By Steven Milloy
January 1, 2009
Some astronomers seem to be willing to say and do just about anything just to get a better look at the heavens, including making city streets safer for criminals.
In a commentary in Nature magazine (Jan. 1) presaging the 2009 International Year of Astronomy, astronomer Malcolm Smith says that it’s time for cities to “turn off the lights” so we can better see the Milky Way, conserve energy, protect wildlife and benefit human health. Smith is part of the so-called Dark Skies Awareness project, an international coalition of astronomers and related institutions that wants to “find allies in a common cause to convince authorities and the public that a dark sky is a valuable resource for everyone.”
“A fifth of the world’s population cannot see the Milky Way,” is Smith’s headline argument. “This has a subtle cultural impact. Without a direct view of the stars, mankind is cut off from most of the Universe, deprived of any direct sense of its huge scale and our tiny place within it,” he asserts.
That fuzzy mix of cosmology, sociology and psychology would seem to be an odd argument coming from someone who holds himself out to be a scientist. Odder still is Smith’s subsequent statement that, “Our relationship with artificial light is complicated and changing. Humans innately fear the darkness and modern society relies on light as a security measure, even though there is no evidence that controlling light wastage increases crime levels.”
Moving past the term “controlling light wastage,” which seems to be little more than a euphemism for darker city streets, plenty of data link dim urban areas with higher crime rates. A 2004 study in the Journal of British Criminology, for example, studied 13 U.S. and British cities and concluded that improved street lighting, on average, was associated with a 20 percent decrease in crime. In contrast, I could find no data linking the inability to see the Milky Way with any sort of harm to anyone.
Smith next asserts that skyscraper lighting kills millions of migratory birds in North America. An “unnecessary annual slaughter,” he calls it. But his source for that factoid, the Fatal Light Awareness Program, doesn’t even place building lighting in its “Top 13” risks to birds. Glass windows are first (purportedly killing more than 900 million birds per year), followed by power lines (174 million), hunting (more than 100 million), house cats (100 million), cars and trucks (100 million), pesticides and cutting hay (67 million), communications towers (4 to 10 million), oil and gas drilling (1 to 2 million), land development (unknown), livestock water tanks (unknown), logging and mining (unknown), commercial fishing (unknown) and power line electrocution (more than 1,000).
It seems that if Smith were genuinely concerned about birds he would also be promoting windowless buildings, catless homes, hayless farms and other similar “awareness” projects. But there’s more to Smith’s argument for making urban areas more dangerous in the name of enabling urbanite contemplation of the Milky Way.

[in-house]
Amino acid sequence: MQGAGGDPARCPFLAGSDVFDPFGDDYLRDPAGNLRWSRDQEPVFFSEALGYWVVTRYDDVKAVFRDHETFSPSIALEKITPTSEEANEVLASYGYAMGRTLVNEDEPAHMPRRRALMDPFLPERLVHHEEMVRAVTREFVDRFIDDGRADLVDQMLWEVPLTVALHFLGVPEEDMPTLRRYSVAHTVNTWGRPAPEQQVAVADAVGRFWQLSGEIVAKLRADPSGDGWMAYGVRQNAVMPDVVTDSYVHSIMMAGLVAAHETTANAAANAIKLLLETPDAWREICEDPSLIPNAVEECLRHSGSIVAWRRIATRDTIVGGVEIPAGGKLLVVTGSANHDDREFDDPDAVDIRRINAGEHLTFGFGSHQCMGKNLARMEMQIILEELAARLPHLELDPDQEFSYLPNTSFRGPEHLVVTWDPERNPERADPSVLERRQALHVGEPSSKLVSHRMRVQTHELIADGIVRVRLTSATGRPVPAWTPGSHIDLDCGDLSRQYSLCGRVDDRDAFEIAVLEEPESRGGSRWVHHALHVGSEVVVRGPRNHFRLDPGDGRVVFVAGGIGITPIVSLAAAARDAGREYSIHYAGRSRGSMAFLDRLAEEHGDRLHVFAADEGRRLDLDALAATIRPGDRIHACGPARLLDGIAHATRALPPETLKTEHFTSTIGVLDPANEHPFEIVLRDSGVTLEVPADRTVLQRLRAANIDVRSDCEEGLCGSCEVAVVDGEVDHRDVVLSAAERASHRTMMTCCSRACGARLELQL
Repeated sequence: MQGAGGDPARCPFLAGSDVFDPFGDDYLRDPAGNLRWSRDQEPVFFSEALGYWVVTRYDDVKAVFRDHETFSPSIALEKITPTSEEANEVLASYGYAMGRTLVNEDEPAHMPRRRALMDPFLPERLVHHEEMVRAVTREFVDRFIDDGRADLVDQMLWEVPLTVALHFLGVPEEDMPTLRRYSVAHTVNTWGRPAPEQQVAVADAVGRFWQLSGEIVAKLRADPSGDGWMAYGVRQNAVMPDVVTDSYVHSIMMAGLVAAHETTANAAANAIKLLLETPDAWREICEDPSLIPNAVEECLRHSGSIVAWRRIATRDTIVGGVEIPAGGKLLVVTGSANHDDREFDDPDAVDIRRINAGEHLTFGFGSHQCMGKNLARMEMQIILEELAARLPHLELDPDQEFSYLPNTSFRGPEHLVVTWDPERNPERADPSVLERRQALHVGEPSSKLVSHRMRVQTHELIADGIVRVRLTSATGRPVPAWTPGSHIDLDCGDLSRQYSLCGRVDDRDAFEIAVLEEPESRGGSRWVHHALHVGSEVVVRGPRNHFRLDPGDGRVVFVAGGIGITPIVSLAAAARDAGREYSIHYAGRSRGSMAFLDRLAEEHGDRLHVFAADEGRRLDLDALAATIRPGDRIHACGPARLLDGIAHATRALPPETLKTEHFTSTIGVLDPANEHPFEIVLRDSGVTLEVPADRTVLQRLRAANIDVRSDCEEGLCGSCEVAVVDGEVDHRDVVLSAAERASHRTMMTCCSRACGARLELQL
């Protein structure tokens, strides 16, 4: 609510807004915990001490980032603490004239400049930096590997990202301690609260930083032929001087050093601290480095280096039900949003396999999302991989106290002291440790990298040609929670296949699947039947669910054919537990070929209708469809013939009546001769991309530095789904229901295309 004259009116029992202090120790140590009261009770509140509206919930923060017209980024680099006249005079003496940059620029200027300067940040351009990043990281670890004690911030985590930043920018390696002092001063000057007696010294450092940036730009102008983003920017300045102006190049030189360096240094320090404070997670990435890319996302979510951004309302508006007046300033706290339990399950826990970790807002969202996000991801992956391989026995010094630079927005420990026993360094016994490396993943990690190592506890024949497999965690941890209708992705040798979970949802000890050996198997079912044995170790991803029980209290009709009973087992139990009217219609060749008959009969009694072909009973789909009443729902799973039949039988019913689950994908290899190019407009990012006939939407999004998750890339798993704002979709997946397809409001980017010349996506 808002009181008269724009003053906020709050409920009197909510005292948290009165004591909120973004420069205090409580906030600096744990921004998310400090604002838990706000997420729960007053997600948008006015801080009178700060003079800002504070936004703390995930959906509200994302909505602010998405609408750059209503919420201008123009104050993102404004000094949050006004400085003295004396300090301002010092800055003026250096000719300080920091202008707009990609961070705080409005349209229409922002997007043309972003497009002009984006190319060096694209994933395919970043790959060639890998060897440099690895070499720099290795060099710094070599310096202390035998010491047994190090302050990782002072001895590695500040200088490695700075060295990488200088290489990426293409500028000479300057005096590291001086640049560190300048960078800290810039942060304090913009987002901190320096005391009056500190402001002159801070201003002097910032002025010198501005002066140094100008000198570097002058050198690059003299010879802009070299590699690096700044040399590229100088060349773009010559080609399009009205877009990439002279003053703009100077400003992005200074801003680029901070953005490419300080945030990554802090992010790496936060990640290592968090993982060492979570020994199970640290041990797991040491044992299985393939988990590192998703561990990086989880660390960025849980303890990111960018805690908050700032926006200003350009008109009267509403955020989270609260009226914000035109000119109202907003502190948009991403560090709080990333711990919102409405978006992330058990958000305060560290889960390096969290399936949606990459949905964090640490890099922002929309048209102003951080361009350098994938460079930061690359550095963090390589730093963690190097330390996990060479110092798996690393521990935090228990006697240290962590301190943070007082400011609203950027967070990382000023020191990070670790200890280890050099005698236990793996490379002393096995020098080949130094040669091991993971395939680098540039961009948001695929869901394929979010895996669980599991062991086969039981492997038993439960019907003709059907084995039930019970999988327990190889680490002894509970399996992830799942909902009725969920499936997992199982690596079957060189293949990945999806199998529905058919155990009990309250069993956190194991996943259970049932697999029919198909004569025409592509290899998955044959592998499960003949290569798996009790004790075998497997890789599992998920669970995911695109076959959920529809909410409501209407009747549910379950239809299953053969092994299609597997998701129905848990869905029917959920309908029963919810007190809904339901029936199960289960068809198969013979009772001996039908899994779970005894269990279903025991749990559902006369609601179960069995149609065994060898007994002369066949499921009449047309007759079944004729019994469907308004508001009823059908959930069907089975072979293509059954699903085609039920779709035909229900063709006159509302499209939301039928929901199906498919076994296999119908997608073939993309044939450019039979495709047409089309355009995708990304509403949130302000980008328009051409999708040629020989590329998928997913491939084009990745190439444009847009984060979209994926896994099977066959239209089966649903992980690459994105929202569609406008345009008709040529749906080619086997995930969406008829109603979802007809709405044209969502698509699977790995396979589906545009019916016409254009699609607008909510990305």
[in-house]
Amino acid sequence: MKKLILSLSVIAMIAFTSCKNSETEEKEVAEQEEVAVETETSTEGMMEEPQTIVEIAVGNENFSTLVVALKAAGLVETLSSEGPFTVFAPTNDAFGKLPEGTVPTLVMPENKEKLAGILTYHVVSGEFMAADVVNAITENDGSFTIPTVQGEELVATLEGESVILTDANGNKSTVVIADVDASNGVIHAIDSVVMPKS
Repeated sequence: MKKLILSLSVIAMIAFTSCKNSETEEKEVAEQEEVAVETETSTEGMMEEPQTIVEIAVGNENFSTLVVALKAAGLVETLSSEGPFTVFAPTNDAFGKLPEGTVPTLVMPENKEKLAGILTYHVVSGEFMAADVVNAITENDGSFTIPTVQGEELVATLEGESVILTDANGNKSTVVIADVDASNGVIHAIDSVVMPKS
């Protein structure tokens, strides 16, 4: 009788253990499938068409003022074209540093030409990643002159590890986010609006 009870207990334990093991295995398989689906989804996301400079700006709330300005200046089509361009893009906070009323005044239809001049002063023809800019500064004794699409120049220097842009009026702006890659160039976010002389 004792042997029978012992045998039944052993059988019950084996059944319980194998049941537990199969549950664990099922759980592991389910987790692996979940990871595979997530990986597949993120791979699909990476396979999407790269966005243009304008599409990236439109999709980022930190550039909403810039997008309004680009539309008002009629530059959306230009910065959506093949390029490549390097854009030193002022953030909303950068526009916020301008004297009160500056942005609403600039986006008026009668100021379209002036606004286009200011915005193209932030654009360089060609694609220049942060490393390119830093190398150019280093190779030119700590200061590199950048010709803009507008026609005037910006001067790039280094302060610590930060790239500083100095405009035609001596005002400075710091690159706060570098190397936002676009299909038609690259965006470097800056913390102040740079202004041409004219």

Smith suggests that city lights increase cancer risk by reducing the normal production of the hormone melatonin, “a suppressant of cell division in cancer tissues,” he asserts. But alleging a link between melatonin levels and cancer risk is speculation, not fact. To support this conjecture, Smith cites a 2007 article in the Journal of Pineal Research that vaguely concluded, “The increasing prevalence of exposure to light at night has significant social, ecological, behavioral and health consequences that are only now becoming apparent.”
Putting millennia of nighttime candle and torch illumination aside, we’ve been lighting street and indoor lights with gas since 1807 and with electricity since the 1880s. If night lighting was a genuine and significant problem, you’d think someone would have noticed by now. Moreover, improved and increased night lighting in developed countries over the last 200 years has coincided with more than a doubling of life expectancy, the most objective indicator of public health. As you can readily see from this map image of nighttime lighting around the planet, it’s the darkest populated areas that tend to be the least healthy and poorest.
Although Smith only briefly mentions energy conservation and energy-efficient lighting in his article, a visit to the Dark Skies Awareness project Web page reveals that the project is partnering with the World Wildlife Fund to promote global warming alarmism. The precise point of intersection for the two groups’ agendas is the upcoming “Earth Hour” on March 29, when they hope “tens of millions of people around the world will come together once again to make a bold statement about their concern about climate change by… turning off their lights for one hour.”
Dark Skies states that, “Earth Hour symbolizes that by working together, each of us can make a positive impact in the fight against climate change. Here in the US, it sends a message that Americans care about this issue and stand with the rest of the world in seeking to find solutions to the escalating climate crisis.”
The term “escalating climate crisis,” however, can only justifiably be referring to global warming alarmism rather than manmade temperature increases. Average global temperature, after all, has trended downward over the last five years despite the ever-increasing output of manmade greenhouse gases.
If Smith’s article is what passes for scientific thinking among the Dark Skies crowd, perhaps they ought to consider renaming the group the Dark Ages Advocacy project.